Representation of women and minorities at philanthropic organizations is essentially unchanged over the last decade and actually decreases from the administrative level to the executive staff, although data show some improvements in diversity at the largest foundations.
“The State of Change: An Analysis of Women and People of Color in the Philanthropic Sector,” released yesterday by the Council on Foundations (CoF) aims to spark a dialogue about what works and what can be done to make progress in advancing diversity, equity and inclusion. Women have represented the majority of the philanthropic workforce for several years yet there remains a lack of proportional representation of women to men in leadership positions when compared to other levels within participant organizations.
“Our report raises important questions about why there hasn’t been more change in the diversity of our institutions in recent years, despite the steps taken to create a more diverse and inclusive philanthropic sector,” CoF President and CEO Vikkie Spruill. “The retention and development of a diverse talent pool is critically important as the demographics of our nation continue to change,” she said.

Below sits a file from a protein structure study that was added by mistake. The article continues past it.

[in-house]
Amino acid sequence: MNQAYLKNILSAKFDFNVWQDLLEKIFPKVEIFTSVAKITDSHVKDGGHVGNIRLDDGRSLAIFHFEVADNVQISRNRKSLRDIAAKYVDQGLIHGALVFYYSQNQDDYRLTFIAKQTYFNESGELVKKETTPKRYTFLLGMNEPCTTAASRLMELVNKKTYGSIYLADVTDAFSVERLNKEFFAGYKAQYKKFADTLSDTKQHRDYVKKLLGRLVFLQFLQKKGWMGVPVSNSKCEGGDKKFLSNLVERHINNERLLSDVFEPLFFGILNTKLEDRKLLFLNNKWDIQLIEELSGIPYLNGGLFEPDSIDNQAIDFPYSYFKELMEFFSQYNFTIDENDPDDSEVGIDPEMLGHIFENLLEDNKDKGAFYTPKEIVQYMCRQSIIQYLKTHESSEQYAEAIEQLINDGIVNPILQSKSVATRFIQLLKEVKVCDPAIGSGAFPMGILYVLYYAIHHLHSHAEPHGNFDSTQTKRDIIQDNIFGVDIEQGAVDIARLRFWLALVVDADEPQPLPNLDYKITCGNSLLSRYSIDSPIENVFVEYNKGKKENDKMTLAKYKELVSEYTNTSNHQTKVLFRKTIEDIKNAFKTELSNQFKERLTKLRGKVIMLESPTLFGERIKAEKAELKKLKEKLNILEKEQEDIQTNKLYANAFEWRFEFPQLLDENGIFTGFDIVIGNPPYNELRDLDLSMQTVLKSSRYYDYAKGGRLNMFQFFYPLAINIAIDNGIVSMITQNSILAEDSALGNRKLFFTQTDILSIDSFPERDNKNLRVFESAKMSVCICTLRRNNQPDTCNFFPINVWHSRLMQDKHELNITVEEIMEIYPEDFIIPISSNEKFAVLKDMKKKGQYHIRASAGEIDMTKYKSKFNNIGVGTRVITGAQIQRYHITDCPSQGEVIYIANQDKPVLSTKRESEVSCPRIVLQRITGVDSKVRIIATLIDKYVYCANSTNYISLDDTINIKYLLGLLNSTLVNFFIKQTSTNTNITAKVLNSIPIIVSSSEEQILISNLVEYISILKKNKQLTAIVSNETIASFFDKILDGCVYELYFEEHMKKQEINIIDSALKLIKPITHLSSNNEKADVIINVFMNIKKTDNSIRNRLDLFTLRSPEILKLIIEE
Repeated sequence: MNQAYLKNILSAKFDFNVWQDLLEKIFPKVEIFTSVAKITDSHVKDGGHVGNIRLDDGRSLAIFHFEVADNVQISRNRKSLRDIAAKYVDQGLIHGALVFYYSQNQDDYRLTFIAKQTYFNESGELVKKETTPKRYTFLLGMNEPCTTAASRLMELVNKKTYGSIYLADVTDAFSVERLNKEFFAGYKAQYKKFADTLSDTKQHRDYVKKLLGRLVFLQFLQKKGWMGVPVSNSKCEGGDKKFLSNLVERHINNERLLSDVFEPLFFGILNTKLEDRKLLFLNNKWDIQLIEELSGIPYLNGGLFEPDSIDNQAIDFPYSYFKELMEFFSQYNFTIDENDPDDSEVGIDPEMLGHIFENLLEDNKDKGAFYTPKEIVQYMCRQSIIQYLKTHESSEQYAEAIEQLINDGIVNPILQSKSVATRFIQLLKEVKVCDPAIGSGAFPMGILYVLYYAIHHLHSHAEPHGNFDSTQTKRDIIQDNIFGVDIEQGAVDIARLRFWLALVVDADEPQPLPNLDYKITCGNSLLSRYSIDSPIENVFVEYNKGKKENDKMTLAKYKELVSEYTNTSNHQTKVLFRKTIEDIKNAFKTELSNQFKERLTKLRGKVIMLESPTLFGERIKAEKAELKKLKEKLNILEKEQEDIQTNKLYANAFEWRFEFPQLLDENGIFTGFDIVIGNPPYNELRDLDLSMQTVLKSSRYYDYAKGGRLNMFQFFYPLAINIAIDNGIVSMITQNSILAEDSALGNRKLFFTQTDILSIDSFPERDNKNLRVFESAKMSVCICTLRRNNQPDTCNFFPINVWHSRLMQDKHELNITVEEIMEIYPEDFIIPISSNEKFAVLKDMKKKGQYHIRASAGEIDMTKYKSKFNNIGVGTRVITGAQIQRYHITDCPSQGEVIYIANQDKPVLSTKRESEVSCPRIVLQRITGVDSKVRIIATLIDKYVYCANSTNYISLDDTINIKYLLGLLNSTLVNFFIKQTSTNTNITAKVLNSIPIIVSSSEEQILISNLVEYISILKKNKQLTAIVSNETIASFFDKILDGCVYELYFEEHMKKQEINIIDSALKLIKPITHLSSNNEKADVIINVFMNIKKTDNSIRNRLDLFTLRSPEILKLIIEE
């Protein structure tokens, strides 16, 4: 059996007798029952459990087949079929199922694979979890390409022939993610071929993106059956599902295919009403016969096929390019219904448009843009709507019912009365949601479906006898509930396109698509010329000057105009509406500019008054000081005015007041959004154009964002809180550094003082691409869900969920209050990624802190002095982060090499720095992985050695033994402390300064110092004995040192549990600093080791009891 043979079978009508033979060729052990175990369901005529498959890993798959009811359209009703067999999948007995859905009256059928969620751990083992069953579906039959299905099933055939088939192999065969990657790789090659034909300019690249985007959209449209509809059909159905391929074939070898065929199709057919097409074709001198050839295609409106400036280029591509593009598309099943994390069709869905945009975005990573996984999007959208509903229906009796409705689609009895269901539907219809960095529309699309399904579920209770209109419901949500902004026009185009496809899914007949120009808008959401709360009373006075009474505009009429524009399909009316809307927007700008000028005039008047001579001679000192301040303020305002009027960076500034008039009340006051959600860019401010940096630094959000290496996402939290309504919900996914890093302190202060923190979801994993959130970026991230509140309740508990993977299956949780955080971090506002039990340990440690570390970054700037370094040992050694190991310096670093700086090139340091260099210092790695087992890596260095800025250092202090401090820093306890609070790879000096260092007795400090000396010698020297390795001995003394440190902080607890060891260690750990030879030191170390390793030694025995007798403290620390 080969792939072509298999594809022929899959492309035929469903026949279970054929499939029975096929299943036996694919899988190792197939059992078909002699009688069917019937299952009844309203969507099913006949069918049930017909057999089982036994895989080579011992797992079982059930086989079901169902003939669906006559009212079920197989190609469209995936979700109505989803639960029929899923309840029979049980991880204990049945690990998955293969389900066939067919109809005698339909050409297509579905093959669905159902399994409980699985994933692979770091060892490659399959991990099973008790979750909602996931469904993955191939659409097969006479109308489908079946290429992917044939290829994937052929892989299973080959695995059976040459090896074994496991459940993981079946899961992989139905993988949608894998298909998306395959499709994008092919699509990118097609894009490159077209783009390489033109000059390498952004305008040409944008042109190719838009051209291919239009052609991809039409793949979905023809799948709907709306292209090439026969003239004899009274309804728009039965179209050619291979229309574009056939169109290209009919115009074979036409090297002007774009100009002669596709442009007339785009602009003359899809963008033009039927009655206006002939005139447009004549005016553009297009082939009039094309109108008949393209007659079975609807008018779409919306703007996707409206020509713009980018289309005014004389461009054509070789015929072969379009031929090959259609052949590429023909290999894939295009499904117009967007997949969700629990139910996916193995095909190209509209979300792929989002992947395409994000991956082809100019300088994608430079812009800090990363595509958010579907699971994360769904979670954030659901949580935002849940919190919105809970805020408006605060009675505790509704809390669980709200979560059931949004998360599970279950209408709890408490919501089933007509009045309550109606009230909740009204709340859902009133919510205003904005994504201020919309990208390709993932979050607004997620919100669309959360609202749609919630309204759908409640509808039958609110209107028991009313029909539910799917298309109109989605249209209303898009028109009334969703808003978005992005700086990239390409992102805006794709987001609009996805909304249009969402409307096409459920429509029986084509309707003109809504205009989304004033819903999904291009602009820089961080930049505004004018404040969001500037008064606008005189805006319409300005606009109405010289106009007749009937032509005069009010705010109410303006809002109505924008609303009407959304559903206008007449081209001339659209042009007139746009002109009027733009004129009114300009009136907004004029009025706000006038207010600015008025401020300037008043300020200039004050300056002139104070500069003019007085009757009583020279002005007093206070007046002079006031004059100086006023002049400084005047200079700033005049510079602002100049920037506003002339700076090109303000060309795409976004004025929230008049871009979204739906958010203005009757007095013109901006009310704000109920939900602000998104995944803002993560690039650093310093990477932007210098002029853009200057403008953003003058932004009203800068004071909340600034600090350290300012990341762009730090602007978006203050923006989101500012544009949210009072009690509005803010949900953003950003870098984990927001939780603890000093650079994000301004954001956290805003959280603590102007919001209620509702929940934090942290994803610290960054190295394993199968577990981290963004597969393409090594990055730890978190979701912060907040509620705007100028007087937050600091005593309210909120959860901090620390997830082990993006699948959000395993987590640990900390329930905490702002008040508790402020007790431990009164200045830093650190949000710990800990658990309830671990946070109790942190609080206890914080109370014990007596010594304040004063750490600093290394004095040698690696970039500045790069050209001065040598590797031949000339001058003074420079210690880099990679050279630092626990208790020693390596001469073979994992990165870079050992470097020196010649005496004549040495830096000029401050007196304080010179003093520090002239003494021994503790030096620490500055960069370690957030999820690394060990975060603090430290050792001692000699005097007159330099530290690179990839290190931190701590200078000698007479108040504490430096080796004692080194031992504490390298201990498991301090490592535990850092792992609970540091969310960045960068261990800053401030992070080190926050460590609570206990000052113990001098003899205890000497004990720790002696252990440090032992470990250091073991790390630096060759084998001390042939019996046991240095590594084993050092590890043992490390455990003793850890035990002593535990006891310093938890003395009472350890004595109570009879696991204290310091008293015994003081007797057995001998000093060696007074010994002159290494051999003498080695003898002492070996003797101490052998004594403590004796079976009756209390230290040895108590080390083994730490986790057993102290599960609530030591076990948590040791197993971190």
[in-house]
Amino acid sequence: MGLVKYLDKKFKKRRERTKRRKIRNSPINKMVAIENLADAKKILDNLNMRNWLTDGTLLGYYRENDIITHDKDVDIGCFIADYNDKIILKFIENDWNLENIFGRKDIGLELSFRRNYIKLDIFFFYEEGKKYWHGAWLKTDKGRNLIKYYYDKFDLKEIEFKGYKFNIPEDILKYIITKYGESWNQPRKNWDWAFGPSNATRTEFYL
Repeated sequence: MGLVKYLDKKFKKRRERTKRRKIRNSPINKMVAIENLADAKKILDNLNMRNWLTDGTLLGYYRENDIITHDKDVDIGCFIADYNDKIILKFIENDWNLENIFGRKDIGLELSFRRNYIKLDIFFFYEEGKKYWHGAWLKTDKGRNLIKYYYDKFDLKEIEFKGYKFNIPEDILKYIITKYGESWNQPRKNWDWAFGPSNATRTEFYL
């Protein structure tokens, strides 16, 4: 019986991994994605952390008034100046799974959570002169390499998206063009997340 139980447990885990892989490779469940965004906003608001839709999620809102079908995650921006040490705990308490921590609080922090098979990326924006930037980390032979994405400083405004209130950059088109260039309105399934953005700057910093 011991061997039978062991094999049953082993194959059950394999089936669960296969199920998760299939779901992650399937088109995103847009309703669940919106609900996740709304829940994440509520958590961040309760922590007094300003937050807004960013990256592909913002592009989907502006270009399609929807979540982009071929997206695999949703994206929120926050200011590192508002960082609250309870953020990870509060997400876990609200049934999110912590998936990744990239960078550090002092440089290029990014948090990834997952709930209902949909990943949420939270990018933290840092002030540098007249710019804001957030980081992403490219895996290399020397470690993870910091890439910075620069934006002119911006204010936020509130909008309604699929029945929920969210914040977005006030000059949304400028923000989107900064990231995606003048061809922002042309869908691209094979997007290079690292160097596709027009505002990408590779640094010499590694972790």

“State of Change” uses two data sets to paint a picture of diversity within the field and how demographics of foundation staff have changed over time. A matched set of 455 foundations that participated in CoF surveys from 2011 to 2015 is supplemented by an observational set examining responses to CoF surveys in both 2006 and 2015. The observational data set includes more than 6,000 positions for 2006 and more than 8,000 in 2011.
Women represented 77 percent of professional positions in 2015 but only 60 percent of executive leadership. A 75/25 percent split among women and men has changed less than 1 percent over the past decade.
From 2006 to 2015, there was an increase of 1.68 percent in the total number of minority staff reported, from 22.65 percent to 24.33 percent. During that same period, changes in minority representation did see notable differences among foundations with more than $1 billion in assets: Minority staff among all levels grew 4.1 percent, from 31.5 percent to 35.6 percent.
The matched data set echoes the broader observation with a difference of just 0.76 percent between 2011 and 2015, consistent with year-over-year demographic data for foundations by asset levels and age. Foundations with more than $1 billion in assets were home to more diverse staff yet the proportion of minority staff over that time increase less than 1 percent.
For more information and to download the full report, visit cof.org/stateofchange